Digital Message in a Bottle


Following up on “The Eye Named Frank,“ his work in last year’s TIME OUT exhibition, Julian Reil of Linz Art University’s „Time-based and Interactive Media program“ has also contributed to  TIME OUT .03. In “Bottleneck,” one of the works on display, the message-in-a-bottle concept goes digital. This nostalgic mode of communication has been augmented with SMS so the message can be input even while the bottle is bobbing along on the water’s surface.

A bottle with a mobile phone number—what inspired you to create this?

Julian Reil: The idea just came to me. At first, I only had an image and a basic concept in mind, but then I gave some more thought to what it would actually look like. The basic principle is a hand-blown bottle specially designed for this purpose, in that the base can be removed to perform maintenance. Inside the bottle are two LED panels like the ones that used to be used to display crawl text at airports or train stations. They’re connected to an Arduino system that, in turn, is hooked up to a GSM module.

So, you can insert digital messages into the analog bottle …

Julian Reil: Exactly. All you do is write an SMS and send it to this number, and then it appears on the display inside the bottle. In principle, this functions worldwide wherever there’s access to a mobile telecommunications network—so it actually doesn’t matter where the bottle’s located. The installation is powered by a battery—I originally wanted to use a solar panel but the voltage wasn’t high enough for efficient operation. The battery lasts for about eight hours; however, the device features an automatic charge & discharge mode, so when the bottle’s upright, a mercury switch turns on charge mode, and when it lies on its side, the current flows.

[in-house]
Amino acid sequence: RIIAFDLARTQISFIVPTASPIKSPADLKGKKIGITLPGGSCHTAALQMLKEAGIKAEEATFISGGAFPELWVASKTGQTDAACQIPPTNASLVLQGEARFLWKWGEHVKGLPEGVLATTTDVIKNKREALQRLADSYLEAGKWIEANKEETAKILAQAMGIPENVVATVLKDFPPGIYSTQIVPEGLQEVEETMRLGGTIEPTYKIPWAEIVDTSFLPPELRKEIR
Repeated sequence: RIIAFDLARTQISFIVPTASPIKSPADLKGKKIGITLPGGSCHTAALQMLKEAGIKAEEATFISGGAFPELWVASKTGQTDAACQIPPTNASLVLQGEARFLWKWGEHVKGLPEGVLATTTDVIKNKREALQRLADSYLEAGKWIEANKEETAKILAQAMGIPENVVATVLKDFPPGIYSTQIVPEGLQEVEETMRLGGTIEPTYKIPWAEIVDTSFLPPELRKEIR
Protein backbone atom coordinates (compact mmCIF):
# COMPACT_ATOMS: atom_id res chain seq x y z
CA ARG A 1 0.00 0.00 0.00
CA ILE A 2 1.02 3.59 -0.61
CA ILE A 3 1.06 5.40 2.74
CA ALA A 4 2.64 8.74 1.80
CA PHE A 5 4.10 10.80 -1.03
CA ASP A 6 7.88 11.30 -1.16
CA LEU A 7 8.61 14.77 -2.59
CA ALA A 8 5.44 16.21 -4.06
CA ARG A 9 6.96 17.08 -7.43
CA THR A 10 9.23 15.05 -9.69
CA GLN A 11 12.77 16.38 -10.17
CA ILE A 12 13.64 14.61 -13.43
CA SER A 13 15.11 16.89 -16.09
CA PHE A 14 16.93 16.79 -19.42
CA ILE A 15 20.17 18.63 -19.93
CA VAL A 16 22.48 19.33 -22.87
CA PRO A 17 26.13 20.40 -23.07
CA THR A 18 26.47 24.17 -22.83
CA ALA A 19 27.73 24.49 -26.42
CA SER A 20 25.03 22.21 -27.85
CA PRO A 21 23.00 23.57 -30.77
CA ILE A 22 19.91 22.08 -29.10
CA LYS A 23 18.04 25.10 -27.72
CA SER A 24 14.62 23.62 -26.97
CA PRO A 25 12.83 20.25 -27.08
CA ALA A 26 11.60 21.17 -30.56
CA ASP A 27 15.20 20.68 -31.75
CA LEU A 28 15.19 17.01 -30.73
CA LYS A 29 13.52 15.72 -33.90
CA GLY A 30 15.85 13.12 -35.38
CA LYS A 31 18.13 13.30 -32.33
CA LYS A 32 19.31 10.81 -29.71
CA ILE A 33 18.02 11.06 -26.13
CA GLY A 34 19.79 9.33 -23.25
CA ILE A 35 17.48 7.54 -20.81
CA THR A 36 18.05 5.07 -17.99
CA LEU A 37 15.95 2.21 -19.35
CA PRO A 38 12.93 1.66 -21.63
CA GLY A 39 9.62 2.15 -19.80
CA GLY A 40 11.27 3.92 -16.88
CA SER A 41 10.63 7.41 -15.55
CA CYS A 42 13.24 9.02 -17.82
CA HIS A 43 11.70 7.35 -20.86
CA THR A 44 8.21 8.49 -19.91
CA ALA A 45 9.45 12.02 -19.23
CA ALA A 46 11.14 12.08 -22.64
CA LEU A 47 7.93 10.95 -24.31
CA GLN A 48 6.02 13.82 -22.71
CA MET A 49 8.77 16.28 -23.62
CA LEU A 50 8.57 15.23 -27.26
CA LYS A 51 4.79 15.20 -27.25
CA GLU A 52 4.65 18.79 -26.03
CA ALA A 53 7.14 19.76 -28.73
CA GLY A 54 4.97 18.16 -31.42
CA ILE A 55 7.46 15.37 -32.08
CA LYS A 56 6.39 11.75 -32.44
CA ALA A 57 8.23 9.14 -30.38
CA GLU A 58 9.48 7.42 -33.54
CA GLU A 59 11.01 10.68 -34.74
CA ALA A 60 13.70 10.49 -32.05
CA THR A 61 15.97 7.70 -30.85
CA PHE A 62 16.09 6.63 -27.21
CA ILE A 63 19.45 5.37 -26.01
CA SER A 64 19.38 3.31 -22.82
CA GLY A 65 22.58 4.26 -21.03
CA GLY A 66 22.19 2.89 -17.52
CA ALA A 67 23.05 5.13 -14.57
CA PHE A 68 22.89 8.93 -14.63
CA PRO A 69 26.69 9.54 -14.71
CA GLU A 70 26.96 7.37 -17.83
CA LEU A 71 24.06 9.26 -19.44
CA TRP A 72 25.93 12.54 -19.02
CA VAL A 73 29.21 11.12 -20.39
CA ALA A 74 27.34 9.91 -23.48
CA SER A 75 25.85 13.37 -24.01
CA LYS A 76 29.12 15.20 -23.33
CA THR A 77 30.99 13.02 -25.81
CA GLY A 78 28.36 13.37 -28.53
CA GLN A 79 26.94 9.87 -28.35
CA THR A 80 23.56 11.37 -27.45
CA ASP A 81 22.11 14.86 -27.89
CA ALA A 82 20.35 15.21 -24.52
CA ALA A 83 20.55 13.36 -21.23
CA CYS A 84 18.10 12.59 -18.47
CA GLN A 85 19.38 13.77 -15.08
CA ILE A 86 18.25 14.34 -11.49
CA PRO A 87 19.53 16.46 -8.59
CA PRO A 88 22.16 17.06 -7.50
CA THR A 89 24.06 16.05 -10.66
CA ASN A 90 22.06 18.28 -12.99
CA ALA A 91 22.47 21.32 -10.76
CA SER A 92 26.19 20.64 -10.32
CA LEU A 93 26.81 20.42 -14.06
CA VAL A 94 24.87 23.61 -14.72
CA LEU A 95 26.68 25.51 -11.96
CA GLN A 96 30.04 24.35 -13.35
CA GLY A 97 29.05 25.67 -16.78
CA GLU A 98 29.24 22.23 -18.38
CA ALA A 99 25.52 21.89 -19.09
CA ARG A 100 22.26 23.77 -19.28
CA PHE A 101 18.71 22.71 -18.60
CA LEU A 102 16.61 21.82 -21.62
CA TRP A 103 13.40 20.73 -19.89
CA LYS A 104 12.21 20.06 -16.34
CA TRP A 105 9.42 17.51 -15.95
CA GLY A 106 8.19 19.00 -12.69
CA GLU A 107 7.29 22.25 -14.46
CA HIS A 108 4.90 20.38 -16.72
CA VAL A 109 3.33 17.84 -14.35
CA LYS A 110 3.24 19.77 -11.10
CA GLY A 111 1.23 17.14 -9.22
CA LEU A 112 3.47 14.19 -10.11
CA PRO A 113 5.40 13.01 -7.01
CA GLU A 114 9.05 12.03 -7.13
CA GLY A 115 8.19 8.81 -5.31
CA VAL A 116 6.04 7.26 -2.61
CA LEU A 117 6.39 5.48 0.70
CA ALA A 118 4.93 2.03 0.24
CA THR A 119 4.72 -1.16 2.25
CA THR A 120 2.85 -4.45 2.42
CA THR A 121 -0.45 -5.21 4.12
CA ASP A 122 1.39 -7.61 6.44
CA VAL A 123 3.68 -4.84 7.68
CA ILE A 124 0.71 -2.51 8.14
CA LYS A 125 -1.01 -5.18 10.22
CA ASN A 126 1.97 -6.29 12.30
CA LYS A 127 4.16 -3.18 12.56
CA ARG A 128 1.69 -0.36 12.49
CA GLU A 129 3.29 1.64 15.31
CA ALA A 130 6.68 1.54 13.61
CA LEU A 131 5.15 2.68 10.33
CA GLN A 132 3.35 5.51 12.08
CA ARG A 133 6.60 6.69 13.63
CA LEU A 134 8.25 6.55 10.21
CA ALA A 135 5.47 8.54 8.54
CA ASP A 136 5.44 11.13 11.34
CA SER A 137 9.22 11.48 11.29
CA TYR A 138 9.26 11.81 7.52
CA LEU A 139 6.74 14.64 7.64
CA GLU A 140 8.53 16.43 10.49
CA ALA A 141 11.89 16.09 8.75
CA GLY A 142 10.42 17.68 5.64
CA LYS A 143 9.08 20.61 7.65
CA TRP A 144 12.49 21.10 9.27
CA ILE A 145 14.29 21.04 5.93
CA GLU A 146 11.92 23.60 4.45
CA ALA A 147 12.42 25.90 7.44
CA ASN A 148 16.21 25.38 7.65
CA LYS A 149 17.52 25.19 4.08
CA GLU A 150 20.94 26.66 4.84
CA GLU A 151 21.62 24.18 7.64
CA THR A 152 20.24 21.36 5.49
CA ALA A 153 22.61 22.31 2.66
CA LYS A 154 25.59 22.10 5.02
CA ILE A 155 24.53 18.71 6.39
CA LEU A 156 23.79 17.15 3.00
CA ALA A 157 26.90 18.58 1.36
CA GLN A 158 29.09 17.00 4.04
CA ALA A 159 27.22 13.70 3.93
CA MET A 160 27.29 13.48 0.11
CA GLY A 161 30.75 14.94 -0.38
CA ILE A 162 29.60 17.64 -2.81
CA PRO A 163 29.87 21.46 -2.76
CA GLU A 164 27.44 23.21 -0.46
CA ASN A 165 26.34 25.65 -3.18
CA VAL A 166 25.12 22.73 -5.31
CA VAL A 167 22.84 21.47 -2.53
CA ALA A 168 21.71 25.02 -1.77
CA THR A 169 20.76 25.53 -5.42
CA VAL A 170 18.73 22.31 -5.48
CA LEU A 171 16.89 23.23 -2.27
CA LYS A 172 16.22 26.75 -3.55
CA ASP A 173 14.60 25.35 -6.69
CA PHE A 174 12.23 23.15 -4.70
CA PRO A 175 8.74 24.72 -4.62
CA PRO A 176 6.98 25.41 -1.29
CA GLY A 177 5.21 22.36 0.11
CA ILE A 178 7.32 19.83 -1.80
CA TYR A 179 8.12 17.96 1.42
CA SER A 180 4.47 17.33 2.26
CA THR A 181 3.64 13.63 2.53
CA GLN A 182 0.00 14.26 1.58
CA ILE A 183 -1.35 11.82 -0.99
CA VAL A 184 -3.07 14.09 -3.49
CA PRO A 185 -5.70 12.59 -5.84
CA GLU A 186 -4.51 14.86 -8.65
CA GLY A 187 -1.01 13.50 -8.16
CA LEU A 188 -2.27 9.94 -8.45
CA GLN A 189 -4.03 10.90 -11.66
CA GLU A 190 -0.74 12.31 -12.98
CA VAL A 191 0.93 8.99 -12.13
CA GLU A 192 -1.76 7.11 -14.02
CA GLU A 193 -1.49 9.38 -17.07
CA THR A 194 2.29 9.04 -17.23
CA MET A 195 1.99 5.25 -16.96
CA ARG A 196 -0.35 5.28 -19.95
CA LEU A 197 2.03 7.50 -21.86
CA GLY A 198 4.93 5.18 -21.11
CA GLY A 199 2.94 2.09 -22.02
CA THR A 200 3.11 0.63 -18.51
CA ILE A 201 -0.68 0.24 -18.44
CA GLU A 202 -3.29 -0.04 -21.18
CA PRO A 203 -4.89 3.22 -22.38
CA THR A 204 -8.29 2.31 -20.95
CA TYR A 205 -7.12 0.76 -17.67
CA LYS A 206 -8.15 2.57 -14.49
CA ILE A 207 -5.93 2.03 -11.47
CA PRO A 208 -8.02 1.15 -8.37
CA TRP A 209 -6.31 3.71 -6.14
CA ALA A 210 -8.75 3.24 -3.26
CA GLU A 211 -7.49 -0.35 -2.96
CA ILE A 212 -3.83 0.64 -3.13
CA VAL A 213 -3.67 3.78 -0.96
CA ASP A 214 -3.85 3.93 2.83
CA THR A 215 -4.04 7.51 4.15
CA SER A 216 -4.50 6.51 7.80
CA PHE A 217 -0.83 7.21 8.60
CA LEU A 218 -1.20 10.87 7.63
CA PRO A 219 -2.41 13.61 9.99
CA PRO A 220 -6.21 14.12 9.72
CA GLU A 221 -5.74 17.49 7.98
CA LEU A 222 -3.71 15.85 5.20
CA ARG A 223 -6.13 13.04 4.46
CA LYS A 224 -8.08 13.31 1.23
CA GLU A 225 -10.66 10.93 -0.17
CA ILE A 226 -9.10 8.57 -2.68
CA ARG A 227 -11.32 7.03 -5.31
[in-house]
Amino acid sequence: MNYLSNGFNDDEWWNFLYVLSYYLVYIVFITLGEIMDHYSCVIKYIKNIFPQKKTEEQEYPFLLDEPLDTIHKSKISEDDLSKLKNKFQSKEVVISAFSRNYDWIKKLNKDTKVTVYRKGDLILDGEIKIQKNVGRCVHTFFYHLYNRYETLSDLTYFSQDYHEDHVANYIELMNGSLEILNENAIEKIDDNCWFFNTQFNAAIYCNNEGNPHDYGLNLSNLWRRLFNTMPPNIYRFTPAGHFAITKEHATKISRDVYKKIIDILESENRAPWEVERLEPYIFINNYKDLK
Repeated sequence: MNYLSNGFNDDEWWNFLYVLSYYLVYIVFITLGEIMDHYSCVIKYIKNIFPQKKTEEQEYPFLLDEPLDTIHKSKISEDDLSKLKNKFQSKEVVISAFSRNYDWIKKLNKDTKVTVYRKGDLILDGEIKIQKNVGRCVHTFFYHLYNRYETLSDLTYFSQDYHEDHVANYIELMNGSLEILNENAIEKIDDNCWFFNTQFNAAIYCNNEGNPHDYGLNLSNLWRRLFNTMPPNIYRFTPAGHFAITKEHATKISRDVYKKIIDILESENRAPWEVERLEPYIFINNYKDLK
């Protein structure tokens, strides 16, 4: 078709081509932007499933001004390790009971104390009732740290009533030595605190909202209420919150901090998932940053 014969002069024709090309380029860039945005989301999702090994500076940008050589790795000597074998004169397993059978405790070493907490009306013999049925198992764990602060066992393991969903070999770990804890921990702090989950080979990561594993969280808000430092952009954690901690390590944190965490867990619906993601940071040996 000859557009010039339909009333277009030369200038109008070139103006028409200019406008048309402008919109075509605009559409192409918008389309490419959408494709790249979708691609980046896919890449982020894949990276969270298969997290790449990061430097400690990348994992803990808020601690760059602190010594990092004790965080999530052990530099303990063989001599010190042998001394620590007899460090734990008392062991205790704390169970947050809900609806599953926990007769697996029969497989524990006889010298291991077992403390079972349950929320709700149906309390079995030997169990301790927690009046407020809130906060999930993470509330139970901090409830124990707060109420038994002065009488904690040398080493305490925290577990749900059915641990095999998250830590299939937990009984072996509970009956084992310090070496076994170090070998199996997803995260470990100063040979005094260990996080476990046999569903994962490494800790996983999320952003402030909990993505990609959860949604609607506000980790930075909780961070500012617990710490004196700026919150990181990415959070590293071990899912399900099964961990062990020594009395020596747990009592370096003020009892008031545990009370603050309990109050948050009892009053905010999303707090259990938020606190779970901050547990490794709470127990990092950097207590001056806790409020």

Photo: Florian Voggeneder

„Bottleneck“—what’s the title refer to?

Julian Reil: In the field of information technology, a bottleneck refers to a subsystem that slows down the flow of information or a system’s performance. For instance, even if my computer has an excellent graphic card and a fast processor, if I don’t have enough storage space, there’s a bottleneck in the system. With today’s digital media, an SMS can be sent at any time to any addressee anywhere in the world. Here, we’re merging old and new means of communication. With the analog bottle that was used to send a message without a predetermined addressee, you had to hope to be able to convey a general message to an unknown person who’s relevant to the sender’s needs. So, this is a bottleneck, since the message can be seen only by someone who happens upon the location where the bottle ends up. This is a subject that I also treated in my Bachelor degree project.


Photo: Martin Hieslmair

So, this means that the digital message-in-a-bottle actually can be set adrift on a body of water.

Julian Reil: Yes indeed. My work of art is designed to float away. But then it’s gone! (laughs) It’s a finished object, but it would also be nice to produce a series of them, to enhance and upgrade it, and then to really launch a lot of bottles. A prototype floated down the Danube once. I’ve also built a GPS transmitter into one—that was my second idea, which included setting up a website with a map so you could see where the bottle was at the moment.

Does it bother you that after your bottle is sent on its way, the message inside is constantly changing?

That’s precisely what I find so fascinating about this. There’s no censorship, so anyone who has this number can input any message they want, anytime, from anywhere.